Stewart’s reply, according to Noah: “Who do you think suggested you?” Defying social-media admonishments, Noah argues that a smattering of dumb tweeted jokes, like anything unearthed from a person’s digital past, serves usefully as evidence of what that person may have been and, more importantly, has moved beyond. Before he was named Stewart’s successor in March, Noah had made only a handful of appearances as a contributor on and was little known in the United States.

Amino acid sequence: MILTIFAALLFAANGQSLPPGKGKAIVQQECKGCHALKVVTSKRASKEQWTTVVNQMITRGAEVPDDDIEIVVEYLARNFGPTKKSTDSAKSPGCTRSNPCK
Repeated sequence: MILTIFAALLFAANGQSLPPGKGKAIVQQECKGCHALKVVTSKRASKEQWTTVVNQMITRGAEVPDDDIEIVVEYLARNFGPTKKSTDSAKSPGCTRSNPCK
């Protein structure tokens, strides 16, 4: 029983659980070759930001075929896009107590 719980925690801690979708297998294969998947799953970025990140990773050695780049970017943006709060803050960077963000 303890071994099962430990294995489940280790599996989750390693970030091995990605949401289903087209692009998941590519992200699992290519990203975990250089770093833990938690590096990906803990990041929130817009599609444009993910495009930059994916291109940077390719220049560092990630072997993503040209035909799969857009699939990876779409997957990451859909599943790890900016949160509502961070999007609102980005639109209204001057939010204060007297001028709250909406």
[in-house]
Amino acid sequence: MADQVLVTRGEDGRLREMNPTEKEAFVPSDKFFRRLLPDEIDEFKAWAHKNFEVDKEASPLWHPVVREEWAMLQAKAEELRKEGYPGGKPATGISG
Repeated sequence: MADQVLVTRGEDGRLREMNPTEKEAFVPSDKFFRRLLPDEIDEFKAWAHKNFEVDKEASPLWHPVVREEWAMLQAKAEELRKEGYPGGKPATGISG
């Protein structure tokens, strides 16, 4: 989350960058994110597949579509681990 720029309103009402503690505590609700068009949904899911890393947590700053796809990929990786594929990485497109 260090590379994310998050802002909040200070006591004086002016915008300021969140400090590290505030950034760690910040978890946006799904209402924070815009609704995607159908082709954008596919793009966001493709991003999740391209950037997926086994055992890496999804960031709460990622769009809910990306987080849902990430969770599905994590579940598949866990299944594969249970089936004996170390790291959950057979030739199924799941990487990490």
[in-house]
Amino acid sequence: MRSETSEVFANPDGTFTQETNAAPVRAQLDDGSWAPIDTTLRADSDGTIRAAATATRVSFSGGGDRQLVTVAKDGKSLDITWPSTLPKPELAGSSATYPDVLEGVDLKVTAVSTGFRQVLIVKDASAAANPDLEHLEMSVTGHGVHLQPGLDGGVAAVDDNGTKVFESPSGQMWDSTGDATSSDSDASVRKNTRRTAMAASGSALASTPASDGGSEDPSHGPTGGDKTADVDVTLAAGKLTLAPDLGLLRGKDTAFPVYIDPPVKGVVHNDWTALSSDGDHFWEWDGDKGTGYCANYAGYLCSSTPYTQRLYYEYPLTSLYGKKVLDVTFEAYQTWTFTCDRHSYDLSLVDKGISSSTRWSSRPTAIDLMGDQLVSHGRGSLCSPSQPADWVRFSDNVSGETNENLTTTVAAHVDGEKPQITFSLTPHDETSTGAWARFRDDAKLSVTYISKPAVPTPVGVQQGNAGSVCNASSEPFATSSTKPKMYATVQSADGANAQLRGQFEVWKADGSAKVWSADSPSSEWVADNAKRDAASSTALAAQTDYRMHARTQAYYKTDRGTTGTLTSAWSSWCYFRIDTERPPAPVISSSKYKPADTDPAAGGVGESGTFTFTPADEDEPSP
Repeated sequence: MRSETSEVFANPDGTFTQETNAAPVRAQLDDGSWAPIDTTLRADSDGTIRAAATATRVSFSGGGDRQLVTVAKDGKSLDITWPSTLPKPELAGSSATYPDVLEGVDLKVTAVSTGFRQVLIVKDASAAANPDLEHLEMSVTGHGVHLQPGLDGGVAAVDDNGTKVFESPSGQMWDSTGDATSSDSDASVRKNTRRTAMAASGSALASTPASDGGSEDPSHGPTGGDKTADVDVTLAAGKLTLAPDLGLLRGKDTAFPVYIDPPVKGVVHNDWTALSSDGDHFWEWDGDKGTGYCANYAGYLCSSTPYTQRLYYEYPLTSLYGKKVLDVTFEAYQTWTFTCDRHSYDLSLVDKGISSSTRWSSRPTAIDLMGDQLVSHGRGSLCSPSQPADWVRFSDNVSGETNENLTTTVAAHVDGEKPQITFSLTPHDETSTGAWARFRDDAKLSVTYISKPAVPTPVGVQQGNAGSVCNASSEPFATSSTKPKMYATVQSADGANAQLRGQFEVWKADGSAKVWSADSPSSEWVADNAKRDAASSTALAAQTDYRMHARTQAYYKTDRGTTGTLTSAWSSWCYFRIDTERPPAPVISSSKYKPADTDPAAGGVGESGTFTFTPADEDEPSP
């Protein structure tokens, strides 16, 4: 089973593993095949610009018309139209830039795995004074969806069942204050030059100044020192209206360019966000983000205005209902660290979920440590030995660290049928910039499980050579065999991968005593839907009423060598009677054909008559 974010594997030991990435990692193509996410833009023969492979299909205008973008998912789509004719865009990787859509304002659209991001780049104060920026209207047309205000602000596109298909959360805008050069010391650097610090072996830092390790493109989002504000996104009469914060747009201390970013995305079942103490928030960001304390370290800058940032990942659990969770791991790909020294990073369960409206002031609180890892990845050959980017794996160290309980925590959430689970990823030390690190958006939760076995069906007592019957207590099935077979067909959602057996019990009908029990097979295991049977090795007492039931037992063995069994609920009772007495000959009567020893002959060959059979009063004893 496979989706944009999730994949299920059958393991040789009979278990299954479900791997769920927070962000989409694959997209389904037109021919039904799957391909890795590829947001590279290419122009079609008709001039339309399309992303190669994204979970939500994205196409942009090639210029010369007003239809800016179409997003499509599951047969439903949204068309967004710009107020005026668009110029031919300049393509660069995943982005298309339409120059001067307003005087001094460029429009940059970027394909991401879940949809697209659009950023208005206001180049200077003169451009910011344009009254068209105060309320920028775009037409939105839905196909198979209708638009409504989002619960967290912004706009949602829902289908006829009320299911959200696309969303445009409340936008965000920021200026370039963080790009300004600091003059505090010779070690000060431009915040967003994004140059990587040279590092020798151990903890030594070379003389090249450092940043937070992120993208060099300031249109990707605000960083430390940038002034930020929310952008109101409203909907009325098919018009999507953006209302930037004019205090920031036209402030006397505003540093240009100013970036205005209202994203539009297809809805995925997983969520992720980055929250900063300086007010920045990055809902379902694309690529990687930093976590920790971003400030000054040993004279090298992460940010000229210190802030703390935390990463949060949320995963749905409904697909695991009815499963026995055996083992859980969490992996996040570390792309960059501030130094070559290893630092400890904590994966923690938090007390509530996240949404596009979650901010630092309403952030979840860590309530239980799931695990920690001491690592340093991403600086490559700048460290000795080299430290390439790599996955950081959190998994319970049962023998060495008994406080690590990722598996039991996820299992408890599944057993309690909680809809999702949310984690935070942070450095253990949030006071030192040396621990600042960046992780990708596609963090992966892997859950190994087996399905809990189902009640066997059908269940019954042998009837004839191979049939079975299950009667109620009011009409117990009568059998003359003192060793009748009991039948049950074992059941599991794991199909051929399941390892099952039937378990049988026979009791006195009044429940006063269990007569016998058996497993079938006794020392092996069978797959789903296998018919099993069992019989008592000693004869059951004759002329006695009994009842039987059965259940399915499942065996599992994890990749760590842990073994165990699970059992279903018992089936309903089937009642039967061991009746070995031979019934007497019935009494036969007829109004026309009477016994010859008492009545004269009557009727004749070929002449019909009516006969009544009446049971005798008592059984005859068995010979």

I remember for a brief period we had Sinbad.” Sure, he’s a stand-up comedian like some of his counterparts, but at 31 he’s both younger and considerably farther from the typical late-night mold. “I come from a very poor background of extreme poverty; I lived in a home of domestic abuse,” he says of his upbringing in Soweto, South Africa, during apartheid, the son of a black mother and white father, a Swiss national. “The world you come from, or the things you experience, always help you to relate to the experiences of others,” he says, just as Colbert’s touching interview with Vice President Biden this month, about his late son Beau, was informed by the deaths of Colbert’s father and two brothers in a 1974 plane crash. “You could not have had that had the two of them not shared loss,” Noah says, which “gives you the ability to ask and talk to people about things the way you would like to be asked and talked to.” Though he’s largely unknown in this country, Comedy Central president Michele Ganeless says Noah is a fitting replacement for the news satire. In contrast, the man he will be replacing is a widely revered comedian who over the course of 16 years on the job transformed into essential election-year viewing and the Emmy-winning jewel in Comedy Central’s crown. He was endorsed by Stewart, and rose to the top based on his qualifications for the job description: A funny, smart workaholic with a broad range of interests. “It’s the hardest job on TV, and that list gets very small, very quickly,” Ganeless says. “And the more time we spent with him in the process, the more it became clear he had a unique eye into the world” as a Millennial who can connect with the network’s audience. Noah may not yet have the recognition of a Chris Rock or an Amy Schumer – names who were floated as possible successors to Stewart – but there is little doubt that he will bring a unique perspective on race, politics and cultural identity to at a time when such issues dominate the news.